09 Sep 2021

09 Sep 2021

Review status: this preprint is currently under review for the journal ACP.

How does the Environment Modulate Aerosol Impacts on Tropical Sea Breeze Convective Systems?

J. Minnie Park1,2 and Susan C. van den Heever1 J. Minnie Park and Susan C. van den Heever
  • 1Department of Atmospheric Science, Colorado State University, Fort Collins, Colorado
  • 2Environmental and Climate Sciences Department, Brookhaven National Laboratory, Upton, New York

Abstract. This study investigates how the enhanced loading of microphysically and radiatively active aerosol particles impacts tropical sea breeze convection and whether these aerosol impacts are modulated by the multitudinous environments that support these cloud systems. To achieve these goals, we have performed two large numerical model ensembles, each comprised of 130 idealised simulations that represent different initial conditions typical of tropical sea breeze environments. The two ensembles are identical with the exception of the fact that one ensemble is initialised with relatively low aerosol loading or pristine conditions, while the other is initialised with higher aerosol loading or polluted conditions. Six atmospheric and four surface parameters are simultaneously perturbed for the 130 initial conditions. Analysis of the ten-dimensional parameter simulations was facilitated by the use of a statistical emulator and multivariate sensitivity techniques.

Comparisons of the clean and polluted ensembles demonstrate that aerosol direct effects reduce the incoming shortwave radiation reaching the surface, as well as the outgoing longwave radiation, within the polluted ensemble. This results in weaker surface fluxes, a reduced ocean-land thermal gradient, and a weaker sea breeze circulation. Consequently, irrespective of the different initial environmental conditions, increasing aerosol concentration decreases the three ingredients necessary for moist convection: moisture, instability, and lift. As reduced surface fluxes and instability inhibit the convective boundary layer development, updraft velocities of the daytime cumulus convection developing ahead of the sea breeze front are robustly reduced in the polluted environments. Furthermore, the variance-based sensitivity analysis reveals that the soil saturation fraction is the most important environmental factor contributing to the updraft velocity variance of this daytime cumulus mode, but that it becomes a less important contributor with enhanced aerosol loading.

It is also demonstrated that enhanced aerosol loading results in a weakening of the convection initiated along the sea breeze front. This suppression is particularly robust when the sea breeze-initiated convection is shallower, and hence restricted to warm rain processes. However, when the sea breeze-initiated convection is deep and includes mixed-phase processes, both the sign and magnitude of the convective updraft responses to increased aerosol loading are modulated by the environment. The less favourable convective environment arising from aerosol direct effects also restricts the development of sea breeze-initiated deep convection. While precipitation is ubiquitously suppressed with enhanced aerosol loading, the magnitude of this suppression remains a function of the initial environment. Altogether, our results highlight the importance of evaluating aerosol impacts on convection systems under the wide range of environments supporting such convective development.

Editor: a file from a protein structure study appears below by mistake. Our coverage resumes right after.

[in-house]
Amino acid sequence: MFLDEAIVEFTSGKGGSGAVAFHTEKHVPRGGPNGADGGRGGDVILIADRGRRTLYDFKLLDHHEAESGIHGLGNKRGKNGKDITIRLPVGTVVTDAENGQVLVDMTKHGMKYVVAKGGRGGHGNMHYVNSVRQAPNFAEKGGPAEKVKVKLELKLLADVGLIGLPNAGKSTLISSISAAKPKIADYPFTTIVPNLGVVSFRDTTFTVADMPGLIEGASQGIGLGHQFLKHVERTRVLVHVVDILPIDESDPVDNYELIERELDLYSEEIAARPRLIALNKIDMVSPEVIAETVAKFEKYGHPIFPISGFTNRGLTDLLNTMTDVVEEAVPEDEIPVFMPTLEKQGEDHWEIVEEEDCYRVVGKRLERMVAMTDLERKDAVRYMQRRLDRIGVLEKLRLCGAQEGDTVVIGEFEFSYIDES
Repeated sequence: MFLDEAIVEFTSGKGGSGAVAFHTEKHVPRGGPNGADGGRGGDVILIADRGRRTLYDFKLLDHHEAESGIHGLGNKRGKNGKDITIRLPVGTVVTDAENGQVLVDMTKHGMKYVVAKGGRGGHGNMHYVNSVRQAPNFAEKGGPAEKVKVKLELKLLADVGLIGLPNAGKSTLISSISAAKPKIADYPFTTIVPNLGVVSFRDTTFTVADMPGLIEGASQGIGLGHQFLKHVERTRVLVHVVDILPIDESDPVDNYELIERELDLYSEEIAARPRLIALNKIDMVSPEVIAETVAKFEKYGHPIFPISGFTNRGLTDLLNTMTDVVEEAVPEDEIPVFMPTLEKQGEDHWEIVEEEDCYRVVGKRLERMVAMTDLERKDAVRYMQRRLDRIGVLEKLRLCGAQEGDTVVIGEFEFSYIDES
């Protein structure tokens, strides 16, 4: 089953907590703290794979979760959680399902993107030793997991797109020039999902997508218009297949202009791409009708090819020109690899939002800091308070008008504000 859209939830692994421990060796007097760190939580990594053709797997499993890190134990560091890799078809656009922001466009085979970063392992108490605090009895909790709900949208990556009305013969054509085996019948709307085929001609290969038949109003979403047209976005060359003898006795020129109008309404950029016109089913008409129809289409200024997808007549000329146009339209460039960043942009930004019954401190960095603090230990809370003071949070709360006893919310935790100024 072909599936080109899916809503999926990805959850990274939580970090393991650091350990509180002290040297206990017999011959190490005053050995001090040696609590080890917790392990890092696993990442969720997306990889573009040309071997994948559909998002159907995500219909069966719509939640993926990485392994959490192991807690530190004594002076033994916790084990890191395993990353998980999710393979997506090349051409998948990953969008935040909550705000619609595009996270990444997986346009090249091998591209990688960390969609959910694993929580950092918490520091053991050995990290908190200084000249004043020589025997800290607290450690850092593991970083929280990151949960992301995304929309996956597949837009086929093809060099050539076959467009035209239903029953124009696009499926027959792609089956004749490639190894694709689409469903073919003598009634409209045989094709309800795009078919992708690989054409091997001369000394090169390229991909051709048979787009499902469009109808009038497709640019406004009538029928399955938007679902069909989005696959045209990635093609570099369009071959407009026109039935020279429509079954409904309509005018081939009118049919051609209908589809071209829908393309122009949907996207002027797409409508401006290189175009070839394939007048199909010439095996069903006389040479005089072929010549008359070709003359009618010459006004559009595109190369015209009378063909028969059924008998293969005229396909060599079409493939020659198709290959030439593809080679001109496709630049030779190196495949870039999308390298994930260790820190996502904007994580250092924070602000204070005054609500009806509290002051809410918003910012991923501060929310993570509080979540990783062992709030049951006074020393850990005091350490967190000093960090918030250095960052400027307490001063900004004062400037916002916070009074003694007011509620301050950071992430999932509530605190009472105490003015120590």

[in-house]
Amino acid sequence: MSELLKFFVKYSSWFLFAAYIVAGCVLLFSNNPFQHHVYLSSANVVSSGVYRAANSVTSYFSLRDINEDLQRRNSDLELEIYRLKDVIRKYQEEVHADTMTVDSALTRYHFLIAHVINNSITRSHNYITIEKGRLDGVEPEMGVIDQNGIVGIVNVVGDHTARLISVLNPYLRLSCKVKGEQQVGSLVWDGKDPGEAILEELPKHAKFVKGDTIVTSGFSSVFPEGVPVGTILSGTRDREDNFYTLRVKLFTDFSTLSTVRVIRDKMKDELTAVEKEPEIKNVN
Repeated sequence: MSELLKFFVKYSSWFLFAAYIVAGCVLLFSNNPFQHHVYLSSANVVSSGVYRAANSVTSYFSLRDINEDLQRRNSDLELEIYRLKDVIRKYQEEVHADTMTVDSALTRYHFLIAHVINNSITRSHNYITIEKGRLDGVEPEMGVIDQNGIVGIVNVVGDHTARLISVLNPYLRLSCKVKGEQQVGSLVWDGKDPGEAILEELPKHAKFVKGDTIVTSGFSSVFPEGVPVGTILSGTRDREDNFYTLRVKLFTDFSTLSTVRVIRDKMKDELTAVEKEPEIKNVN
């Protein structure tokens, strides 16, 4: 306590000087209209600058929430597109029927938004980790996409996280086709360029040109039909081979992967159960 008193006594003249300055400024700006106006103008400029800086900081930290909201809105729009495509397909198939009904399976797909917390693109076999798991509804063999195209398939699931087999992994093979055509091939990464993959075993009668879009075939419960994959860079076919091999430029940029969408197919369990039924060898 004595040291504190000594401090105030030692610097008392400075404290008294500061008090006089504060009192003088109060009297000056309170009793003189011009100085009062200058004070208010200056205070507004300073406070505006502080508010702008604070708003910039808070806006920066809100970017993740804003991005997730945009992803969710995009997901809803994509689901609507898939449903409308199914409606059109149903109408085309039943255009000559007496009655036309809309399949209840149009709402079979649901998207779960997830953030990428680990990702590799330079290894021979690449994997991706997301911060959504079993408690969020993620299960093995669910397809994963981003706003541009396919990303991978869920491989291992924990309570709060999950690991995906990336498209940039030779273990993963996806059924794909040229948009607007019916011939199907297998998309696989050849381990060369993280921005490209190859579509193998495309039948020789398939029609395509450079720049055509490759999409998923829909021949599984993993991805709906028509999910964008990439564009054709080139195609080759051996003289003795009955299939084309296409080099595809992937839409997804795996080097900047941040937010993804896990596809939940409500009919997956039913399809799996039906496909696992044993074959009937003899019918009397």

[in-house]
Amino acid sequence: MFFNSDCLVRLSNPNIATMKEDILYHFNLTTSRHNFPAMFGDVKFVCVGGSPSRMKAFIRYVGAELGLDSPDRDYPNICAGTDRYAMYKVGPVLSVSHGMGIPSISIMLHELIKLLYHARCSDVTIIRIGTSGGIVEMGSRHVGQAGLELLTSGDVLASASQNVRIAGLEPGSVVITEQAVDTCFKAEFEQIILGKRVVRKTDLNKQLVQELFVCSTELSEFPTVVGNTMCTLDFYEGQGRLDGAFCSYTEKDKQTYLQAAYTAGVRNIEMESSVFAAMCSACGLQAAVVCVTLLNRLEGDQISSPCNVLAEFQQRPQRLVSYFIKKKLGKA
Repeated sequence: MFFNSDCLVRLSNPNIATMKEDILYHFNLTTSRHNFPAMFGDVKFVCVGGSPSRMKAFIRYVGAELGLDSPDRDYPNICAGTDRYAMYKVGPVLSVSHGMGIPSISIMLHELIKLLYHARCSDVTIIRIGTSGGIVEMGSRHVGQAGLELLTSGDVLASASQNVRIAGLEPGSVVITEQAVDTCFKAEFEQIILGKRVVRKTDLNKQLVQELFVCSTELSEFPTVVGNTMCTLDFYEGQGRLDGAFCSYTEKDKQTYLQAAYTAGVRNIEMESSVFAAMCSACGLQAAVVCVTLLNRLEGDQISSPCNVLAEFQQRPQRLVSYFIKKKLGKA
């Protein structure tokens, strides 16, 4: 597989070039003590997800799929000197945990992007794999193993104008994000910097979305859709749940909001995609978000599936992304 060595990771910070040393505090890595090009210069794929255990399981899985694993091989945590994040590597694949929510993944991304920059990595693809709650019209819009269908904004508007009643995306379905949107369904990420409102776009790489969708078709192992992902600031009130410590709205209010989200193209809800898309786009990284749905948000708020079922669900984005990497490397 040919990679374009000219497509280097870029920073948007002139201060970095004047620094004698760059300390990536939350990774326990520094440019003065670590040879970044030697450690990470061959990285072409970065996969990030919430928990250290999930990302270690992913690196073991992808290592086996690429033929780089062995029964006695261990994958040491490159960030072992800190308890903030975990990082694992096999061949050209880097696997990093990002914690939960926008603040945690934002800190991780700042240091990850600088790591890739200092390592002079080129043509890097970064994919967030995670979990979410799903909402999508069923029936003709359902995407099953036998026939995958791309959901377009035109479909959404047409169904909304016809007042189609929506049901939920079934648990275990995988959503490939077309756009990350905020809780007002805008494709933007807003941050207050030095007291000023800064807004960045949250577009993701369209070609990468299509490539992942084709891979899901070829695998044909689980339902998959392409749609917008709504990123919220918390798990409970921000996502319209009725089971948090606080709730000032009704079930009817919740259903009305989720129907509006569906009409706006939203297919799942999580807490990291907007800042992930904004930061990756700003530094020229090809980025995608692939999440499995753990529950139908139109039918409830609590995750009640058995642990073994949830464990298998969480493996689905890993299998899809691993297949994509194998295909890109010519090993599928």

J. Minnie Park and Susan C. van den Heever

Status: final response (author comments only)

Comment types: AC – author | RC – referee | CC – community | EC – editor | CEC – chief editor | : Report abuse
  • RC1: 'Comment on acp-2021-693', Toshi Matsui, 02 Oct 2021
  • RC2: 'Comment on acp-2021-693', Anonymous Referee #2, 21 Oct 2021

J. Minnie Park and Susan C. van den Heever

J. Minnie Park and Susan C. van den Heever


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Short summary
This study explores how increased aerosol particles impact tropical sea breeze cloud systems under different environments and how a range of environments modulate these cloud responses. Overall, sea breeze flows and clouds that develop therein become weaker due to interactions between aerosols, sunlight, and land surface. In addition, surface rainfall also decreases with more aerosol particles. Weakening of cloud and rain with more aerosols are found irrespective of 130 different environments.